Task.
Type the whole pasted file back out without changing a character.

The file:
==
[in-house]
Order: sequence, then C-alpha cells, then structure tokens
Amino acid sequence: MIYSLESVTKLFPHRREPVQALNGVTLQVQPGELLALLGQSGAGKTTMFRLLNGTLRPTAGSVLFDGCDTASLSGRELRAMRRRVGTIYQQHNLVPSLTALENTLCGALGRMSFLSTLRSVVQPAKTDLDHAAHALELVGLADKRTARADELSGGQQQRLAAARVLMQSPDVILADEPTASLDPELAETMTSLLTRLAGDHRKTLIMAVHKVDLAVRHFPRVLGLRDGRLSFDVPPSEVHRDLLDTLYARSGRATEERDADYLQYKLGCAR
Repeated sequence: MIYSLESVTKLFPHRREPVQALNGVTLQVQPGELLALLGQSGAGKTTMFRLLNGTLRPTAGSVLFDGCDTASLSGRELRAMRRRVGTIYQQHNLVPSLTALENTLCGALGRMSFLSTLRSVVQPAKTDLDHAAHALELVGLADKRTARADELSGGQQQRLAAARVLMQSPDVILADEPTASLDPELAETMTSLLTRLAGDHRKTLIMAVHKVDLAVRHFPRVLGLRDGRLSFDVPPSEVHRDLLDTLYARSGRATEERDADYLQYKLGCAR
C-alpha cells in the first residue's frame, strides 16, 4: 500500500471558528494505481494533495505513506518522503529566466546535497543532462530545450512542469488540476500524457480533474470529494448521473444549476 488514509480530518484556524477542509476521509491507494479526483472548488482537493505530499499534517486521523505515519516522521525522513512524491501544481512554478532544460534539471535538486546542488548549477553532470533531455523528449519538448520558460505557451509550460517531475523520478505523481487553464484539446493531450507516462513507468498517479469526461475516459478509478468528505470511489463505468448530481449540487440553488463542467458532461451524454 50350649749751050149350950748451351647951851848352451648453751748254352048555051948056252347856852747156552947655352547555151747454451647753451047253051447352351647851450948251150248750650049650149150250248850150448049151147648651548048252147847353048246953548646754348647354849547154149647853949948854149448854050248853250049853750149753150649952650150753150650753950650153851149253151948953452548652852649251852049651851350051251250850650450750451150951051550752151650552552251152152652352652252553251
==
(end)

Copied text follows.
[in-house]
Order: sequence, then C-alpha cells, then structure tokens
Amino acid sequence: MIYSLESVTKLFPHRREPVQALNGVTLQVQPGELLALLGQSGAGKTTMFRLLNGTLRPTAGSVLFDGCDTASLSGRELRAMRRRVGTIYQQHNLVPSLTALENTLCGALGRMSFLSTLRSVVQPAKTDLDHAAHALELVGLADKRTARADELSGGQQQRLAAARVLMQSPDVILADEPTASLDPELAETMTSLLTRLAGDHRKTLIMAVHKVDLAVRHFPRVLGLRDGRLSFDVPPSEVHRDLLDTLYARSGRATEERDADYLQYKLGCAR
Repeated sequence: MIYSLESVTKLFPHRREPVQALNGVTLQVQPGELLALLGQSGAGKTTMFRLLNGTLRPTAGSVLFDGCDTASLSGRELRAMRRRVGTIYQQHNLVPSLTALENTLCGALGRMSFLSTLRSVVQPAKTDLDHAAHALELVGLADKRTARADELSGGQQQRLAAARVLMQSPDVILADEPTASLDPELAETMTSLLTRLAGDHRKTLIMAVHKVDLAVRHFPRVLGLRDGRLSFDVPPSEVHRDLLDTLYARSGRATEERDADYLQYKLGCAR
C-alpha cells in the first residue's frame, strides 16, 4: 500500500471558528494505481494533495505513506518522503529566466546535497543532462530545450512542469488540476500524457480533474470529494448521473444549476 488514509480530518484556524477542509476521509491507494479526483472548488482537493505530499499534517486521523505515519516522521525522513512524491501544481512554478532544460534539471535538486546542488548549477553532470533531455523528449519538448520558460505557451509550460517531475523520478505523481487553464484539446493531450507516462513507468498517479469526461475516459478509478468528505470511489463505468448530481449540487440553488463542467458532461451524454 50350649749751050149350950748451351647951851848352451648453751748254352048555051948056252347856852747156552947655352547555151747454451647753451047253051447352351647851450948251150248750650049650149150250248850150448049151147648651548048252147847353048246953548646754348647354849547154149647853949948854149448854050248853250049853750149753150649952650150753150650753950650153851149253151948953452548652852649251852049651851350051251250850650450750451150951051550752151650552552251152152652352652252553251